Wednesday, August 13, 2014

APPS field guide Please!

As an EdTech enthusiast one of the most exciting parts about getting ready to go back to school is #1 getting a "do-over" with all of the apps and websites I neglected to discover and use. It is always an adrenaline rush to find that perfect app or website for a unit you are teaching or one that will make your job easier and more organized.

I think to myself "How did I teach without this?" I often can't wait to share it out with other teachers. There was often a teacher or team of educators behind an amazing new site or app that connects to a tedious task teachers had completed in the past and they had found a way to productively streamline it for us. I'm sure those diamonds are out there right now waiting for me to discover them as I write this. Problem is, I feel like Alice in Wonderland.

The EdTech industry is growing exponentially and is a hot market right now. Whether necessary or not the apps, extensions, and sites for teachers that are being created seem to be growing exponentially. Now a simple search turns into scrolling through page after page. Between Chrome and iTunes apps, whatever you use, the choices seem endless. Website searches take that much longer clicking through pages of search results only to find sites with fees or limited information.

To me, less is more. Where is the quality and content that teachers yearn for? It feels overwhelming this school year as compared to last. We have hit a point where we need some type of annual guide that flushes out the mediocre and gives teachers valuable information of the latest apps, sites, and extensions that are superstars in their category. It becomes "one more job" for a teacher and they need help. Wouldn't it be wonderful to have a guide to refer to all year when faced with a need to refer to?

What Makes a Great Teacher Website?

As the new school year is right around the corner my virtual school year has already begun. Once teacher letters go out to students I naturally see a spike in visitors to my classroom website. This is expected each year, students are curious to find out anything they can about myself and how my classroom runs. What does the room look like? What will we be learning this year? They investigate like scientists looking for pictures of former students. Do they look like they are having fun? Does it look hard? Parents may scan for an insight to ease their nerves of a new year ahead and the demands a new grade may make on their child.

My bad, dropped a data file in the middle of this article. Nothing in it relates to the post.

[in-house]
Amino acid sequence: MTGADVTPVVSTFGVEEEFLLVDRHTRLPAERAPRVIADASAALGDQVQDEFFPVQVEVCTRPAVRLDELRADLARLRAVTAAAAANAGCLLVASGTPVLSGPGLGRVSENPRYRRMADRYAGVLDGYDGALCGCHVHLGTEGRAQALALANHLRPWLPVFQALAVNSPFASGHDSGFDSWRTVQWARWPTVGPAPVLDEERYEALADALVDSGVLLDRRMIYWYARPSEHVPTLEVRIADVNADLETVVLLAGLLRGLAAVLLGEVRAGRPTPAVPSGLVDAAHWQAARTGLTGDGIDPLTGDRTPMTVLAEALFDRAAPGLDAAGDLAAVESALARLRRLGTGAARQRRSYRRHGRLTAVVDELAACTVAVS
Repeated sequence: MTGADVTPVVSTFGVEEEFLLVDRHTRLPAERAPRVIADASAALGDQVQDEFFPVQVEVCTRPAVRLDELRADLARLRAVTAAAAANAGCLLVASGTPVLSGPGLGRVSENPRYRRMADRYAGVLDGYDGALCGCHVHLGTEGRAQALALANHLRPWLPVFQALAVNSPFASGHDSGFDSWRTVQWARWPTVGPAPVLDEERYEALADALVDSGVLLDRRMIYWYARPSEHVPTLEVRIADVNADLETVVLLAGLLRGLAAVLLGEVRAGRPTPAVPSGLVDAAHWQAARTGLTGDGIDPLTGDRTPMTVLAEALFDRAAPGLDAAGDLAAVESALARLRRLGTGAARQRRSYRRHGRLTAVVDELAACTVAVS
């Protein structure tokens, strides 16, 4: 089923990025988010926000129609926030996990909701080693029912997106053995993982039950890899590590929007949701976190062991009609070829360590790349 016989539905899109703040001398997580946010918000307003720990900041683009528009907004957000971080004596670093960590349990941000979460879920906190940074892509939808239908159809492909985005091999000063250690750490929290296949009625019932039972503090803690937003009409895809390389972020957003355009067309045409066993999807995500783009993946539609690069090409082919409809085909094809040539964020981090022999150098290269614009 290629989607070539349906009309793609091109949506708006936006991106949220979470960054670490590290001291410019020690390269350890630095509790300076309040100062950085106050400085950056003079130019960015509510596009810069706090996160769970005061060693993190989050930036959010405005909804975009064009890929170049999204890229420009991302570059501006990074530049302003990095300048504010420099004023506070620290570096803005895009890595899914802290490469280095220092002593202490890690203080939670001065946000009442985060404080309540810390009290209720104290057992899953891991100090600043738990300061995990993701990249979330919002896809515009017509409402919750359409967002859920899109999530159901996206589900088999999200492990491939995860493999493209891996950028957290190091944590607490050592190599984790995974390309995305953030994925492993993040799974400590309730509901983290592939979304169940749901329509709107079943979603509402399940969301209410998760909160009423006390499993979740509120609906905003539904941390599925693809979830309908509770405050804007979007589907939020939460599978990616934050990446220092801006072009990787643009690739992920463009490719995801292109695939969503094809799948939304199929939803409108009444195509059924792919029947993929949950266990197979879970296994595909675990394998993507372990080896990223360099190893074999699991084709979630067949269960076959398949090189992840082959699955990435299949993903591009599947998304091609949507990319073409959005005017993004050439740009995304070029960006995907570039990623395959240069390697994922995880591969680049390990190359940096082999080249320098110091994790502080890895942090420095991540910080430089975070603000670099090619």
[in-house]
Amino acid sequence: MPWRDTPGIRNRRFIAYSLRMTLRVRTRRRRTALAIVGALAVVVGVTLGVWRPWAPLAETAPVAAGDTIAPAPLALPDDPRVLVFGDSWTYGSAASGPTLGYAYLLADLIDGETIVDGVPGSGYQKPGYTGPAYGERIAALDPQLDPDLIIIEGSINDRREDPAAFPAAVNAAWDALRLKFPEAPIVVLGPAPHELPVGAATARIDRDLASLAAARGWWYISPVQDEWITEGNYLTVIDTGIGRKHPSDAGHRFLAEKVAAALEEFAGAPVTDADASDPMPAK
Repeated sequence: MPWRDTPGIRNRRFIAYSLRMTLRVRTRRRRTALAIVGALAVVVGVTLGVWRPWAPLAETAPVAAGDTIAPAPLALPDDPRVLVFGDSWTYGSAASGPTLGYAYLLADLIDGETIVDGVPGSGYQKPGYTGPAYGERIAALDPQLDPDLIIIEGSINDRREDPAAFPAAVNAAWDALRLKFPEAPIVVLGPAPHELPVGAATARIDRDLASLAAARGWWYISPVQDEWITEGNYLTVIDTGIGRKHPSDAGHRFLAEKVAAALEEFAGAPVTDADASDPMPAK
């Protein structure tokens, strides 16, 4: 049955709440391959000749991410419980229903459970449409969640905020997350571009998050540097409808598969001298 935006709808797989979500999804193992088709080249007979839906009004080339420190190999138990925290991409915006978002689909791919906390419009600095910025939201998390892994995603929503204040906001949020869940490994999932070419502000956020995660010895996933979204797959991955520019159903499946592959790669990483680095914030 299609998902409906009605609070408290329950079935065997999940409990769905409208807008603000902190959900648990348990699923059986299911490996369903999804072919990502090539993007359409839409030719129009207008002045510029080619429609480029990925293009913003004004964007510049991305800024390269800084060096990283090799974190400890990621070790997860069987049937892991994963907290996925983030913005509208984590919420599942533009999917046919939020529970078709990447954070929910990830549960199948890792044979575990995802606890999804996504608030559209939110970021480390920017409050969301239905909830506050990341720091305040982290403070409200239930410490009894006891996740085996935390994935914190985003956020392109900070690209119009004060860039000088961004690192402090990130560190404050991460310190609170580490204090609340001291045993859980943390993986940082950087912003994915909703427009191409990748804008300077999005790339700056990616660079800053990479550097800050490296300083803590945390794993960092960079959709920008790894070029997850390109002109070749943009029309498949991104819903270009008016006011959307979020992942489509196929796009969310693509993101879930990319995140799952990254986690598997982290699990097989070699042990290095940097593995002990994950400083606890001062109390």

My class site has gone through drastic changes over the years, it is like looking back at a bad wardrobe choice. Gone of the days of html coding with a free site through Family Education Network. With so many platform choices and embedding options we as teachers have endless options of what we want our sites to be. The question is: Do we really have the time? and Where is the balance? I would rather spend my time focusing on evaluating students and their needs rather than on my website.

So I ask: Is a classroom webpage for parents, students, school or a teacher's image?

Years ago it may have been for the parents to see how progressive schools and teachers were with technology and "keeping up with the times" by having a somewhat static webpage that got updated with info and pictures similar to a newsletter each week. Now it is not about having an address on the web, but about what you do with it. Heck, many students animals have their own blog! What are you going to do with your web presence to make it an integral and effective tool in your teaching toolbox? I've been evaluating this, examining what other teachers are doing online and come to some conclusions:

-Use your site for a significant purpose for students first and foremost. We all know the challenges the web provides to students with its vast information. Streamline that for students by creating a portal of useful information and links for them. Make it similar to an internal intranet that is filled with essential information for them to be successful in your classroom.

-Offer parents a peek into your world. I would like my students and daily interactions to speak to my teaching but we all know that the web can be the next best thing. Not all parents have time to volunteer and not all students are going to share. Upload some pictures and project samples from time to time to give parents an idea of what is going on in your classroom.